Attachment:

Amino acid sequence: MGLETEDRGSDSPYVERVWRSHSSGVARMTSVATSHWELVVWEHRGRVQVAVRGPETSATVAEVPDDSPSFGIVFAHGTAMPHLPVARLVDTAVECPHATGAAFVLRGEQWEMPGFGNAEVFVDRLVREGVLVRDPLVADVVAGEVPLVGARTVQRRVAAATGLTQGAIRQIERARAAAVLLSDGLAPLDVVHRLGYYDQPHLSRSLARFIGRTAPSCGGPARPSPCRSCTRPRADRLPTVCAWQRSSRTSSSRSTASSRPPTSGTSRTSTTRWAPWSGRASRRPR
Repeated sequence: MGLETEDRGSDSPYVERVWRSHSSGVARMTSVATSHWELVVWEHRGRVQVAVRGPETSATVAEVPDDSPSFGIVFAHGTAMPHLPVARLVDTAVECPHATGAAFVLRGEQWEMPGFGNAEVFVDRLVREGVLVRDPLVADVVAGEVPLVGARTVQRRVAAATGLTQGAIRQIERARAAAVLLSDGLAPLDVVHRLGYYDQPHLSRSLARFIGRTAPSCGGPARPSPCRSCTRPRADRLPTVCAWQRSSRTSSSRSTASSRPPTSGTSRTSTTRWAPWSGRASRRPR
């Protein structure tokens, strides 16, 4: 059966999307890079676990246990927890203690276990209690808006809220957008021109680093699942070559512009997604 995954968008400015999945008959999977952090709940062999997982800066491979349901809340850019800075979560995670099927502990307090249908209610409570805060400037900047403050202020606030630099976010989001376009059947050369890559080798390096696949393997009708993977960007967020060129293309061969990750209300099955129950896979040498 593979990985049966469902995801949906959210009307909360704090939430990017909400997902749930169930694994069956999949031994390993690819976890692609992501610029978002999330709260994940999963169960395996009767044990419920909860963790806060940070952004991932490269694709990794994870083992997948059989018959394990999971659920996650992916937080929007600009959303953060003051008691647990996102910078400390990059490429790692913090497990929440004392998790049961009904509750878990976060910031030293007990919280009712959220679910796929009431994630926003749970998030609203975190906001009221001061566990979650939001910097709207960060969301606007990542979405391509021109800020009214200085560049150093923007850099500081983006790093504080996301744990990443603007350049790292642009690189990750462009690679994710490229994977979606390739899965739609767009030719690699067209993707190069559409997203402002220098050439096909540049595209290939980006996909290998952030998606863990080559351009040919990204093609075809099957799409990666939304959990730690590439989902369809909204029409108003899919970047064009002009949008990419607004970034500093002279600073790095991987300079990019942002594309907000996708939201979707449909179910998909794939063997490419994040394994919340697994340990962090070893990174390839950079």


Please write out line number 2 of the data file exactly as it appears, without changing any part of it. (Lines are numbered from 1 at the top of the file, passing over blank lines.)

Repeated sequence: MGLETEDRGSDSPYVERVWRSHSSGVARMTSVATSHWELVVWEHRGRVQVAVRGPETSATVAEVPDDSPSFGIVFAHGTAMPHLPVARLVDTAVECPHATGAAFVLRGEQWEMPGFGNAEVFVDRLVREGVLVRDPLVADVVAGEVPLVGARTVQRRVAAATGLTQGAIRQIERARAAAVLLSDGLAPLDVVHRLGYYDQPHLSRSLARFIGRTAPSCGGPARPSPCRSCTRPRADRLPTVCAWQRSSRTSSSRSTASSRPPTSGTSRTSTTRWAPWSGRASRRPR